“I feel,” I said to a friend as we started the new year, “like I can’t quite get my feet on the ground. Every time I think I'm on solid ground, it disappears out from beneath me.”
It’s understandable. It’d been a busy eighteen months: my marriage had ended unexpectedly and I'd lost my home and most of my possessions; my mother had been diagnosed with early Alzheimer’s; my father’s advanced Alzheimer’s had spiralled down into unpredictable violence and delusions necessitating specialized care. Perhaps not surprisingly my own health had deteriorated, culminating in a recent cardiac incident and on-going migraines.
With the support of my sons and some very good friends, my spirits were (and are) good. But I felt like I was having a hard time finding the energy and uninterrupted time that would let me pursue my writing or any other consistent work. I simply could get my feet on solid ground.
About a week ago, on day twenty-two of a migraine, looking for a little guidance amongst the books on my shelves, I pulled out Pema Chrodron’s, When Things Fall Apart. Randomly opening the book I read:
“We want to have some reliable, comfortable ground under our feet, but we’ve tried a thousand ways to hide and a thousand ways to tie up all the loose ends, and the ground just keeps moving under us. Trying to get lasting security teaches us a lot, because if we never try to do it, we never notice that it can’t be done. Turning our minds toward the dharma speeds up the process of discover. At every turn we realize once again that it’s completely hopeless- we can’t get any ground under our feet.”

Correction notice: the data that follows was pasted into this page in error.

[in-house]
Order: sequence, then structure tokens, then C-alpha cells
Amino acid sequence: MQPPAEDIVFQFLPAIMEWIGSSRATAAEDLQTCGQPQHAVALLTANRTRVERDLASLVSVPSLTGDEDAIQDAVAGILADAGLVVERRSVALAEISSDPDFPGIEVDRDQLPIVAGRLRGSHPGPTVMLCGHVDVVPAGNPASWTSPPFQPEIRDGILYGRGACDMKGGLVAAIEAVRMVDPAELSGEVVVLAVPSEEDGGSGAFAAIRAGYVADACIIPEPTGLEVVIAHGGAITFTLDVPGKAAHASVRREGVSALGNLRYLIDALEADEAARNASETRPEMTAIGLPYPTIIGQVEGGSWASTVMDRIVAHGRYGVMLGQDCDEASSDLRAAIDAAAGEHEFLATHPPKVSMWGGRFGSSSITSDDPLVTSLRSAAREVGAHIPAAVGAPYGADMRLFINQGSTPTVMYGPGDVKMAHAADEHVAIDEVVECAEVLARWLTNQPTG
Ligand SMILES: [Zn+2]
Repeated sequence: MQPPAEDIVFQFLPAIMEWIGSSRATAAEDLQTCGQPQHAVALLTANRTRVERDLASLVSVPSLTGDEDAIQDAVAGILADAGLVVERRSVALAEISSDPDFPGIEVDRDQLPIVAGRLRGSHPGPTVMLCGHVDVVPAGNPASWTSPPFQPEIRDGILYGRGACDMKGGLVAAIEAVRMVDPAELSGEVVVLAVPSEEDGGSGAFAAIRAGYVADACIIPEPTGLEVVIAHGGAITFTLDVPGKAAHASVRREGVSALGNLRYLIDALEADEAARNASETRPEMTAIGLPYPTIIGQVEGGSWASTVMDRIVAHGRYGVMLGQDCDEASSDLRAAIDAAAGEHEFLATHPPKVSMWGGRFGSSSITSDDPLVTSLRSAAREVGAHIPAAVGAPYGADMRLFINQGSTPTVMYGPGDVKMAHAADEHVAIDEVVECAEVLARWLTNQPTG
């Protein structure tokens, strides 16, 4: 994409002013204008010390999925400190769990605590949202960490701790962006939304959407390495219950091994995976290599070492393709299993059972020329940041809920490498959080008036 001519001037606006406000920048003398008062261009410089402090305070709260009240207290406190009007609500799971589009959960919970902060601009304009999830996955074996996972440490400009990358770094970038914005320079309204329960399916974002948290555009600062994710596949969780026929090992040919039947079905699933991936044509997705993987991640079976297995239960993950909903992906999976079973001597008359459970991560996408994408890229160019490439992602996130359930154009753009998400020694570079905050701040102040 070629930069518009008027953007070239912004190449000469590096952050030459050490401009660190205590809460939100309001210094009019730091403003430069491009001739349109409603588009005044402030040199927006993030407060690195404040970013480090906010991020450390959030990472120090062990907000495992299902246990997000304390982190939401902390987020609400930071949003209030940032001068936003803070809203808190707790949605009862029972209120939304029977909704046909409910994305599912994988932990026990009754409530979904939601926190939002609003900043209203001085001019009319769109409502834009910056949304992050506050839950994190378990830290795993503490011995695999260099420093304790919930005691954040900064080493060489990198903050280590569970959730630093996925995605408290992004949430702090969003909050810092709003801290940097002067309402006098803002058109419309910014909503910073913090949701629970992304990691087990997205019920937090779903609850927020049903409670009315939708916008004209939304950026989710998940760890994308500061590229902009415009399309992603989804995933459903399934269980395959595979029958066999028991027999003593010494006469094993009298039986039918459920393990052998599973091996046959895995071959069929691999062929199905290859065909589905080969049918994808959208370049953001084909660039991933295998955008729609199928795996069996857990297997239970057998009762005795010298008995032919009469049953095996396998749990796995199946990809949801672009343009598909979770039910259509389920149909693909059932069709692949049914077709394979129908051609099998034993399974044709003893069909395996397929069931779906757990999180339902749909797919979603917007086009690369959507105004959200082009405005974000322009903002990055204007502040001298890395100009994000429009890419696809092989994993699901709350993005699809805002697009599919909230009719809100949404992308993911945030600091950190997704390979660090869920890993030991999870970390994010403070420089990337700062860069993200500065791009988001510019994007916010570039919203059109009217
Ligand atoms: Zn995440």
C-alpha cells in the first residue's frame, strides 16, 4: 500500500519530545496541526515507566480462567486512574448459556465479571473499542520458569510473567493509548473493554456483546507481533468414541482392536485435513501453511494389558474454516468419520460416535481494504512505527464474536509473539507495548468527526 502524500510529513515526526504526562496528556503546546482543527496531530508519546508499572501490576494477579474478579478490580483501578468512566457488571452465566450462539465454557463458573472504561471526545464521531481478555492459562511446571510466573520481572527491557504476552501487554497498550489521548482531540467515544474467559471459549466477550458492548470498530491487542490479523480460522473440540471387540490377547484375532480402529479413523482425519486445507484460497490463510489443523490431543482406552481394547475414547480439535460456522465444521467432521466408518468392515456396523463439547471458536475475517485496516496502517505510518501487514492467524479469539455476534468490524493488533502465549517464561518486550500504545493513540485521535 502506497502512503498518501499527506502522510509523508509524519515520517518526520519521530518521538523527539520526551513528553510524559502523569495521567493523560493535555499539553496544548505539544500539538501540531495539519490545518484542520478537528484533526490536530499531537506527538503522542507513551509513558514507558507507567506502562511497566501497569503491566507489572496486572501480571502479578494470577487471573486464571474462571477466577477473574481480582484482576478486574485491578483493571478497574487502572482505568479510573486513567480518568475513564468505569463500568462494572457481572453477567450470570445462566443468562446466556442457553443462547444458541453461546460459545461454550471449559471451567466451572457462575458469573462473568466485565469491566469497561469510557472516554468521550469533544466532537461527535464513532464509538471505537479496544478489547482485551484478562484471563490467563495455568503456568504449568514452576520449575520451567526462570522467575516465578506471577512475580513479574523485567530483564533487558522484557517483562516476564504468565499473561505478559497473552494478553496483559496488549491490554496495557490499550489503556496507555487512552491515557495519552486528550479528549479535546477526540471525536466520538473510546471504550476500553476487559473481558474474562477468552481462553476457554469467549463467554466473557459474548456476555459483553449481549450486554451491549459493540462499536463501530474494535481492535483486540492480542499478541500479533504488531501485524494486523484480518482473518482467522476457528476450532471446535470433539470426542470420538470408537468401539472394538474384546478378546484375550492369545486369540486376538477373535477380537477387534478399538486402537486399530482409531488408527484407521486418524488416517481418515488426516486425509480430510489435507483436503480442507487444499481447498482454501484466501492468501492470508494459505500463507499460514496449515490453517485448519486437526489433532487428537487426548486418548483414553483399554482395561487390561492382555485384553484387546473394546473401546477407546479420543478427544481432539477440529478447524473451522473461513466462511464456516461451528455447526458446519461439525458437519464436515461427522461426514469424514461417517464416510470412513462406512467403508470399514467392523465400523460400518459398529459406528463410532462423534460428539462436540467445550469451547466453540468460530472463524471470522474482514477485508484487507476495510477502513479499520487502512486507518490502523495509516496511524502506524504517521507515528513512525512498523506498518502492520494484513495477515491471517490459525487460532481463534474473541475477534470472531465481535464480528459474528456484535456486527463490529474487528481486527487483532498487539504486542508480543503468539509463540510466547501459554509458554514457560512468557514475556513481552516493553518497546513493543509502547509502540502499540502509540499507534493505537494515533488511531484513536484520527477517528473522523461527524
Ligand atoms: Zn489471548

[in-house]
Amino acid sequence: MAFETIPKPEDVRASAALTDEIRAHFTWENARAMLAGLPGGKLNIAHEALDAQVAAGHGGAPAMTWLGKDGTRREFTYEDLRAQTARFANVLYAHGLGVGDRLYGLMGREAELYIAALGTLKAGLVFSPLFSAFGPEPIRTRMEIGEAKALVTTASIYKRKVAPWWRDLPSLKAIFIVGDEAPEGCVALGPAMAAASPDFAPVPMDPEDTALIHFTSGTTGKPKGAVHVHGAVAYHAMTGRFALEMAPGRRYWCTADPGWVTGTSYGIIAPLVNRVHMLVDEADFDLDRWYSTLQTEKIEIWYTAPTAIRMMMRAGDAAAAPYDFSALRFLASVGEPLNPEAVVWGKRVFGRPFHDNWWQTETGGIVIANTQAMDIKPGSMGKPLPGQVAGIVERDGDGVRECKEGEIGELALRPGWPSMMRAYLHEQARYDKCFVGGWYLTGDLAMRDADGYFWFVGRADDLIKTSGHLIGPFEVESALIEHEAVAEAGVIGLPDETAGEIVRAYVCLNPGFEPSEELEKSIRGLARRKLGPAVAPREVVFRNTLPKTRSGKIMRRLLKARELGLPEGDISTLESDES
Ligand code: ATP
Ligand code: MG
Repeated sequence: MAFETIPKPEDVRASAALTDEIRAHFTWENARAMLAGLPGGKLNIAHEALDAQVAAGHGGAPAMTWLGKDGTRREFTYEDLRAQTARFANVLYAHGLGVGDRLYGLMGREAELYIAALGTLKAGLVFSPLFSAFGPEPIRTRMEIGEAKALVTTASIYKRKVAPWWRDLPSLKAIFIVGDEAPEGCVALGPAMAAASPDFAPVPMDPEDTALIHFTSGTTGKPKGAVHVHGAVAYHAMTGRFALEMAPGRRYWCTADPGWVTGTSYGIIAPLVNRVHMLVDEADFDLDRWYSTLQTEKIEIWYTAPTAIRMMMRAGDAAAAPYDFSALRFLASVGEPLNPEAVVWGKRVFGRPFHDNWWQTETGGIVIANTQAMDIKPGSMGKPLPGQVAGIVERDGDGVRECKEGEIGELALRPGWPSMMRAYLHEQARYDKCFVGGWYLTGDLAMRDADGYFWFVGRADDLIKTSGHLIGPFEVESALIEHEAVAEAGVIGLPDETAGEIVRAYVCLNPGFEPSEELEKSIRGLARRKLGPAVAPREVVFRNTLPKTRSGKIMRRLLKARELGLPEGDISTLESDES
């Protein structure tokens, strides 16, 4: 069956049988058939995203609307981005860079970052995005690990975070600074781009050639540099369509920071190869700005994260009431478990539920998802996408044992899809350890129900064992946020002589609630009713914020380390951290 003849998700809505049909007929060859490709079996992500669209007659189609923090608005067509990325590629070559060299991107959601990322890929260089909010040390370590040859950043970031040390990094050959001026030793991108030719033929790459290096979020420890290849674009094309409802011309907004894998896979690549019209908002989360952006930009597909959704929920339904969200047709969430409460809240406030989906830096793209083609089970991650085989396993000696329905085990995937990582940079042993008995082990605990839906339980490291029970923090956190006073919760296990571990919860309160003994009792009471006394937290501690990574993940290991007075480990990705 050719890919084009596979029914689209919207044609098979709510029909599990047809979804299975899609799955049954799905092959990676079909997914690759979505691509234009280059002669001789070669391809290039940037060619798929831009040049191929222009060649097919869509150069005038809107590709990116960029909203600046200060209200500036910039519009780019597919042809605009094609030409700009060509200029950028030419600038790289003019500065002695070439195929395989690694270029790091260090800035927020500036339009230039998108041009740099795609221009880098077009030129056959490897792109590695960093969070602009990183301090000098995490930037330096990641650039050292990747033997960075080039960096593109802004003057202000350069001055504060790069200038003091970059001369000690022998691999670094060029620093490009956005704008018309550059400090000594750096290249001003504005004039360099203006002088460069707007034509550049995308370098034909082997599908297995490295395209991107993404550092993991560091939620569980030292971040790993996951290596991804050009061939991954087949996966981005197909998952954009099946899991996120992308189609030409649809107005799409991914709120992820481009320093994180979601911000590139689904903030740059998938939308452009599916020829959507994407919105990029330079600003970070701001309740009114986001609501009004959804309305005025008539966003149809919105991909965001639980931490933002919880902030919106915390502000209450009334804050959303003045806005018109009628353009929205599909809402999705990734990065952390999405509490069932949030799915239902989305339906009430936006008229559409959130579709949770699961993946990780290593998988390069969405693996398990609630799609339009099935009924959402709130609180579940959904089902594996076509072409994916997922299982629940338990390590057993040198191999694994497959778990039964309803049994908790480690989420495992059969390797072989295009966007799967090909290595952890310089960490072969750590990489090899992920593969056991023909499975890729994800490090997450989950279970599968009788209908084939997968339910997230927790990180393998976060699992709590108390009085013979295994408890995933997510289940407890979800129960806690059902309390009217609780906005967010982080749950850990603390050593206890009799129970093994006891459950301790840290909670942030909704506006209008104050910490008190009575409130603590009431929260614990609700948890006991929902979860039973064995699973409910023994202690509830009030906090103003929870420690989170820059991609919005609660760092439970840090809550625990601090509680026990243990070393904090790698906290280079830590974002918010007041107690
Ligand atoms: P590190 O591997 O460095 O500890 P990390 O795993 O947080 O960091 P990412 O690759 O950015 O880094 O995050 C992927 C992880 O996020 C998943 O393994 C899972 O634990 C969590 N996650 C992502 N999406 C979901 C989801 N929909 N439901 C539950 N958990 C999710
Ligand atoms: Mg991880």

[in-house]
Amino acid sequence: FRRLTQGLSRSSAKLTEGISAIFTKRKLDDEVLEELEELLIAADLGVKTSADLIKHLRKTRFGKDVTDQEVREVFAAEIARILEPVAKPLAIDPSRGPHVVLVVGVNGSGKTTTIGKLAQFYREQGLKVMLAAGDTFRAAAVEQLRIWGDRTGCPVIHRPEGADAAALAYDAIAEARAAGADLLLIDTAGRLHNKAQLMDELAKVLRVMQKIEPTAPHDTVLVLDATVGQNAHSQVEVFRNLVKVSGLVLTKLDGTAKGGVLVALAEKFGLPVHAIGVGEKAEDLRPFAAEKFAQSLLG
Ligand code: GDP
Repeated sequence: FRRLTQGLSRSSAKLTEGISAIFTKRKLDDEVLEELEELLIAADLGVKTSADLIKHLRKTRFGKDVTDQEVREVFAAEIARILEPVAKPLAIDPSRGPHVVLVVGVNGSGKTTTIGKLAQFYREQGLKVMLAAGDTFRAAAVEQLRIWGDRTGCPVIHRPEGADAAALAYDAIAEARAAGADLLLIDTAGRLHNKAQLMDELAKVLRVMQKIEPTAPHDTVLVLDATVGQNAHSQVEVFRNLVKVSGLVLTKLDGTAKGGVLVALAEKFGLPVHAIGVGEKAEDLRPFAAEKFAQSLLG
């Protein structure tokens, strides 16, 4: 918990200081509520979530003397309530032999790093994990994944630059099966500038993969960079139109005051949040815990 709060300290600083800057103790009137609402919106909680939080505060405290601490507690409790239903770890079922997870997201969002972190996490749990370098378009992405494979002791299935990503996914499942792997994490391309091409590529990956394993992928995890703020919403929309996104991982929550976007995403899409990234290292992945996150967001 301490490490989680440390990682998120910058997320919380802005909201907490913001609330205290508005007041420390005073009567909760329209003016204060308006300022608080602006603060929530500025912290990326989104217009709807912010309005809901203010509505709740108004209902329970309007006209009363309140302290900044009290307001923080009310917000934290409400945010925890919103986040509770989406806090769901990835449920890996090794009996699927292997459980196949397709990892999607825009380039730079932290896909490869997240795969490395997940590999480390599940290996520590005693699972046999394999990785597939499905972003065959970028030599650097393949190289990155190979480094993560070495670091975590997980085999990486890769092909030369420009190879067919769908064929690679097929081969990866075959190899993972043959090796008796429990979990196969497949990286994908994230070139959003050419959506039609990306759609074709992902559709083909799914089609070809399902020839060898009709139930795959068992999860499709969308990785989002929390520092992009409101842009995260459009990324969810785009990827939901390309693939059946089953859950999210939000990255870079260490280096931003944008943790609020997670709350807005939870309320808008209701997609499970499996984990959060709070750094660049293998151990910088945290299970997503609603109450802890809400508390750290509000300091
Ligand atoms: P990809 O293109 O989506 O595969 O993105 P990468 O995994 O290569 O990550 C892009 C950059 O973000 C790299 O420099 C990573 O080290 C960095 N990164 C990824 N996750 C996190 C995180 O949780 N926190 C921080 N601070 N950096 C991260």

“It’s completely hopeless.” It’s hard to describe the sense of relief that flooded through my body as I read these words. It was as if hooks planted throughout my body were released, unhooked. Of course, I’d read this before. But the idea of adapting to uncertainty and difficulty when things are going more or less as we’d anticipated is an interesting idea, not a life raft that makes continuing possible.
My relief wasn’t about giving up on doing what had to be done, or neglecting to care for myself and others to the best of my ability. It was about giving up any hope of finding or creating solid- as in unchanging and predictable- ground; giving up trying to move away from the discomfort of not-knowing; giving up the illusion that tomorrow I may wake up as a “better” me, someone more “on top of it,” more able to direct or control the uncontrollable. It’s about relaxing into life as it is, relaxing into the hopelessness of controlling impermanence even as we do our best to meet and respond to the conditions of the moment.
I know it sounds counter-intuitive, but Pema’s encouragement to “relax into hopelessness” gave me just the break I needed. Since then, I’ve been thinking of moving through life as less about finding solid ground and more about learning to walk across the deck of a small boat on the open seas. Sometimes the waters are rough, sometimes they’re calm. Sometimes you keep your balance. Sometimes you fall overboard, and hopefully a fellow seafarer is there to throw you a line, as you will throw one to them when the time comes.
Hoping and trying to control the weather or the sea is a futile waste of energy that can wear us out. Learning to walk and rest, dance and dream on a rolling deck is a far more useful skill.